RAILROAD CARS. VESTIBULE Pullman 'Vestibule provides a continu ous connection between contiguous ends of passenger railway cars, forming an entirely closed passageway, preferably of the width of the car platforms, and serving at the same time as a vestibule for entrance and exit to the respective ends of the cars. The connection is made of flexible or adjusta ble material, so as to constitute a loose or flexible joint that will permit of sufficient movement of each unit car in travel. Fig. 1 is an isometrical perspective view of the end of a car, and Fig. 2 is a perspective view, showing portions of the platform, vestibule, and buffer mechanism, and Fig. 8 shows the complete ear. The arch-plate, a, forming the open end of a vestibule extension to a railway car when not coupled with another car in a train, and which sustains the outer edge of the flexible connection, is mounted upon the buffer-rod, located below the platform of the car. The buffer-spring. m. encloses the buffer-rod. This rod is moved outward Ly the spring, and inward by the impact of an adjoining car or buffers connected there with. Upon it is mounted a crossbar, 1, in such man ner that it can move out and in with the buffer-rod, and at the same time oscillate upon its center as the evener of a wagon does upon the pole. Two rods, 8 s', are attached to the cross-bar, 1, by a sort of bull-and socket joint in such manner diat the cross-bar may change its angle to horizontal lines drawn perpen dicular to the length of the car, while the rods, sx', always remain substantially parallel with the sides of the ear. These rods cannot practically move in any other direction. They project beyond the outer cross beam of the car, and are there pivoted to the vertical buffer-plate, n. Obviously this buffer-plate on one ear can not have its acting face coincident with a similar buffer-plate on an adjoining car when the two cars are rounding a curve nnless it change its angle with reference to a longitudinal line passing through the center of the car, so that it can be at times at right angles to such a line, and at times at various other angles. The support before described not only permits these changes of angular position, and the in-and-out motions of the buffer-bar, hut prevents its center from leaving a horizontal longitudinal line passing through the center of the ear, to which it is attached, so that the center of the buffer-bar is al ways, whether projected or shoved in, practically in line with the center or middle of the platform.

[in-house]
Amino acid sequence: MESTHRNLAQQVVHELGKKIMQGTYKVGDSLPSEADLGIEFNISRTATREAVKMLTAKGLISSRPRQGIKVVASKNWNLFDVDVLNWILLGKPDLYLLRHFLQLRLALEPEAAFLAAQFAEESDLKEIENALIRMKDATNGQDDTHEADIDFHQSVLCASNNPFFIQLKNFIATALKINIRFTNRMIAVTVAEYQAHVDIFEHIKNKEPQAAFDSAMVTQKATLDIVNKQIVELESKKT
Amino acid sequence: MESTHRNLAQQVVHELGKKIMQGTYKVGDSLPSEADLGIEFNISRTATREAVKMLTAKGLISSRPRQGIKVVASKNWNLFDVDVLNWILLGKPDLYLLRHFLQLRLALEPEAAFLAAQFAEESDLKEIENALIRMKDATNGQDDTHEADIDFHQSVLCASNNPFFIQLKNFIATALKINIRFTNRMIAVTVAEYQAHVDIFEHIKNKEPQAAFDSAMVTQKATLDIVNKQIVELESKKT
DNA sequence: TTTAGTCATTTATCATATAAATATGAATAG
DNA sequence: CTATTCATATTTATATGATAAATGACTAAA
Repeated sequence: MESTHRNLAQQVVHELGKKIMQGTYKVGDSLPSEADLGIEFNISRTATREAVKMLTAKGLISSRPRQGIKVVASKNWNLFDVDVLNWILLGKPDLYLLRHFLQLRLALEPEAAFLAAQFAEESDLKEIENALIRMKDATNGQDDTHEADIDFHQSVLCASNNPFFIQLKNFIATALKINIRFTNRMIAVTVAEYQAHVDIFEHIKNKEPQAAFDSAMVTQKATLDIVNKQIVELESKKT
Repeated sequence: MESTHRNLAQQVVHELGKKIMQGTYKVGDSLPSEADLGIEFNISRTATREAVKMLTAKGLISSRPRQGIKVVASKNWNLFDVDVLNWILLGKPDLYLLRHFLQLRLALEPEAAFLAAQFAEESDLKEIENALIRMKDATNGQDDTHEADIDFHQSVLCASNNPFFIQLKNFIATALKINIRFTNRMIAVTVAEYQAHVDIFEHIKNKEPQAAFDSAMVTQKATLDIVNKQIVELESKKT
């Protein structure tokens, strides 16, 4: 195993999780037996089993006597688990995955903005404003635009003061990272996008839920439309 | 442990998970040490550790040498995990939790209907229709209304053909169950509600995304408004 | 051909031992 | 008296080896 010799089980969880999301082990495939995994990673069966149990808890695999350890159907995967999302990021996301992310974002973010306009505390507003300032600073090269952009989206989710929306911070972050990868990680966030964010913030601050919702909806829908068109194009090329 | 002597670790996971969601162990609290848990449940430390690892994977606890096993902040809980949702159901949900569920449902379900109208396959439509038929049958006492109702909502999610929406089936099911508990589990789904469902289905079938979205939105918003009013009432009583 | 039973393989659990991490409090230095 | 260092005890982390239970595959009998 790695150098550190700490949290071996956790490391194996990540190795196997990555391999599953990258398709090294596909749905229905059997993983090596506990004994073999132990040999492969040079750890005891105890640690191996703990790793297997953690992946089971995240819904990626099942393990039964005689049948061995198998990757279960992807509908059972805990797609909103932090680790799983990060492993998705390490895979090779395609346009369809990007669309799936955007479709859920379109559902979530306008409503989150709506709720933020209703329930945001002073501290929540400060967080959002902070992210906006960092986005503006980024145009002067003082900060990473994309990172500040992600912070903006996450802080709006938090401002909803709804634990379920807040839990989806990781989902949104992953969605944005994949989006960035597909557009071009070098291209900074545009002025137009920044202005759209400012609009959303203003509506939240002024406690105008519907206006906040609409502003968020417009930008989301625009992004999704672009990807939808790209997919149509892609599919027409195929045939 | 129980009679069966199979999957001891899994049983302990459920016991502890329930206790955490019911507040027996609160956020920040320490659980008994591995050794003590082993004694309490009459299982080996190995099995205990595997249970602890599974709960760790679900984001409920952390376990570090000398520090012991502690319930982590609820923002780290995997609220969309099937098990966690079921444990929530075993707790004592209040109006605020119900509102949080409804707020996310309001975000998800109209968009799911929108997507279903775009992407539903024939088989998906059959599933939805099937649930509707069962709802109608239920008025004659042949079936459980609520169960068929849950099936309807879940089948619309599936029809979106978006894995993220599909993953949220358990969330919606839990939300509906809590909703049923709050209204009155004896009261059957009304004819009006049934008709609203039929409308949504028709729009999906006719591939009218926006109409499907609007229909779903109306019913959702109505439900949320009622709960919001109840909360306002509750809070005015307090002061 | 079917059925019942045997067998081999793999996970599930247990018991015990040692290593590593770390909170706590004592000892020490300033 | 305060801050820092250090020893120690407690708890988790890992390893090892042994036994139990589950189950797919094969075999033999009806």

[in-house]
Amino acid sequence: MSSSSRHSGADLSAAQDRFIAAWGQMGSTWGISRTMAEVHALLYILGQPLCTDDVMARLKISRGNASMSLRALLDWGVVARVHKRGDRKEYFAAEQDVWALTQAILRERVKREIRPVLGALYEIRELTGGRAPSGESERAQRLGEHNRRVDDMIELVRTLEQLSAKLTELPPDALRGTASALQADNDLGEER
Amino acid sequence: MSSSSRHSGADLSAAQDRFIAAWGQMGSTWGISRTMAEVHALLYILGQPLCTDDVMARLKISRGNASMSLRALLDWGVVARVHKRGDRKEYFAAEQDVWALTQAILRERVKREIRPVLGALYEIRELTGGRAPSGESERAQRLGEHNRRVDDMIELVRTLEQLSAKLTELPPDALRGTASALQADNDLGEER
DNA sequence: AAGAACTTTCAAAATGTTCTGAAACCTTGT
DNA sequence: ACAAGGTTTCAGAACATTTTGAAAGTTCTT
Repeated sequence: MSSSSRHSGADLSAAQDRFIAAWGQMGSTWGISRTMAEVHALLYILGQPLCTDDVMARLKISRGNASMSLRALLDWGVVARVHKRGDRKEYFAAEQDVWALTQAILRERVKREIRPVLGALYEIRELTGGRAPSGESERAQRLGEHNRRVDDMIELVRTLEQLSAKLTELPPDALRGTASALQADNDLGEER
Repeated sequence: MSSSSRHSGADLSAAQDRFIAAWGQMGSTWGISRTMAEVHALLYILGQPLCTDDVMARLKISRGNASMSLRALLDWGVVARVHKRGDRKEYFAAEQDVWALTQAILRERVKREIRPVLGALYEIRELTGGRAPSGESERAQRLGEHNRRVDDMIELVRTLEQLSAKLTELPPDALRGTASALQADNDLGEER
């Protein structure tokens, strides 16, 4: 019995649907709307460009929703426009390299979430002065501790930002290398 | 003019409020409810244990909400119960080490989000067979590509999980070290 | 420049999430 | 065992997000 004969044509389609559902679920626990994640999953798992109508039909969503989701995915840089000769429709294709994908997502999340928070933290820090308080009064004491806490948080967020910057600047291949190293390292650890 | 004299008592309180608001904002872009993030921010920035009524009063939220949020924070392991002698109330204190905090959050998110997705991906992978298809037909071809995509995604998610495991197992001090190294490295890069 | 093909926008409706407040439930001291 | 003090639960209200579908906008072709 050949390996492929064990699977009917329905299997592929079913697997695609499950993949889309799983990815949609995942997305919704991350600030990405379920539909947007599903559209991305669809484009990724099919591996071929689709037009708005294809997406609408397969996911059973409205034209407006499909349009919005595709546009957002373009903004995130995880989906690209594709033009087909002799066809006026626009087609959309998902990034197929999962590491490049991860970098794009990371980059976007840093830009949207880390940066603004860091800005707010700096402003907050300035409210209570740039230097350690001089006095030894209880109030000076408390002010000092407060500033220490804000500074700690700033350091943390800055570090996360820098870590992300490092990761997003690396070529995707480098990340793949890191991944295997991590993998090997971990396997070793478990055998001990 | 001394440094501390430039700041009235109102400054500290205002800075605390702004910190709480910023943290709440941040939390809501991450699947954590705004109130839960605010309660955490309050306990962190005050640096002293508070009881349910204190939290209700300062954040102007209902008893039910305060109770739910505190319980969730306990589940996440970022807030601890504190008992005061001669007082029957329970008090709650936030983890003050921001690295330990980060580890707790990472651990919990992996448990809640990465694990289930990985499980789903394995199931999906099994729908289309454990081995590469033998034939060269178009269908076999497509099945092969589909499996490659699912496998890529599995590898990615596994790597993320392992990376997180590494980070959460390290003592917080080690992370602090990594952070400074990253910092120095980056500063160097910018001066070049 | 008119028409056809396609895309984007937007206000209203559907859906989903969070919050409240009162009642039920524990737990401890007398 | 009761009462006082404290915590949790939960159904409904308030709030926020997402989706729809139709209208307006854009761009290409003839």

Two cars moving in a train vary the distance between the ends of their respective platforms, and also the angles that one of these ends makes with the other, and there is a gap between the plat forms. To close this gap there is applied to each of the buffer-plates before described a foot-plate, the inner edge of which rests upon the top of the platform of the ear, and slides and turns upon it when the car is in motion.
Upon the ends of the buffer-plate is mounted an iron archplate, a, which has the same mo tions as the buffer-plate, and is restrained in the same manner.
When two adjoining ears are coupled, the arch-plates on each car abut one against the other, and they thus abut when the cars are upon straight lines or curves, or are being started, tending to separate, or are stopping, tending to come nearer together. The two arches in adjoining cars therefore make a joint. Each arch-plate has attached to it one edge of a sheet of leather or other flexible material, and at the other edge this is attached to the stanchions. In the spaces between the stanchions, on the same side of the platform, are doors, h h'.
The upper ends of the arch-plates are supported from the ear body by rods, c e'. These rods slide in guides or supports, k k', and are forced outward by spiral springs, t 1'. The guides, k k', are bolted to the framing supported by the stanchions, and the rods, c c', can move in and out together or independently, but can not practically move sidewise or in lines which are not parallel to a line passing centrally and longitudinally through the car.
These ro ls, c have the same motions as the rods. s s', below the platform, and as they are pivoted to the arch-plate, the latter is so supported at top that its top can move, and is restrained in the same way as the foot-plate, the buffer-plate, and the lower part of the arch.plate.
The Barr Trestibule.—Fig. 4 is a section through the end cf the car, showing the face plate and the parallel motion which keeps the plate always parallel with the end of the car.
Fig. 5 shows the exterior of the end of the ear and the canvas portion of the vestibule, as well as the door arrangements.
The general features of this vestibule are as follows: There is a face-plate which is carried outward and inward at the bottom of the second buffer, to which it is loosely attached. As the bottom moves out, the top is also carried out an equal distance by means of the links and rod connection which form the parallel motion. There is an adjustment in the connecting-rod which regulates the position of the face-plate.
The Cowell Vestibule is shown in Fig. 6. The main feature aimed at is to so construct the end of a car or coach as to make it convertible at will into either a vestibule or an open ear. To ac complish this, the ordinary platform and roof projecting over the platform are supplemented with supports for the roof made to serve as door jambs, and double or folding doors provided for each side of the platform. The curtains are sur rounded by a metallic rim, which serves to hold them in place and support the hood, while being flexible laterally to ac commodate themselves to the curves of the road, When the vestibules are in use and it is desired to convert the car into an open one, the only requirement is to unlock the curtains, when each re cedes into its recess.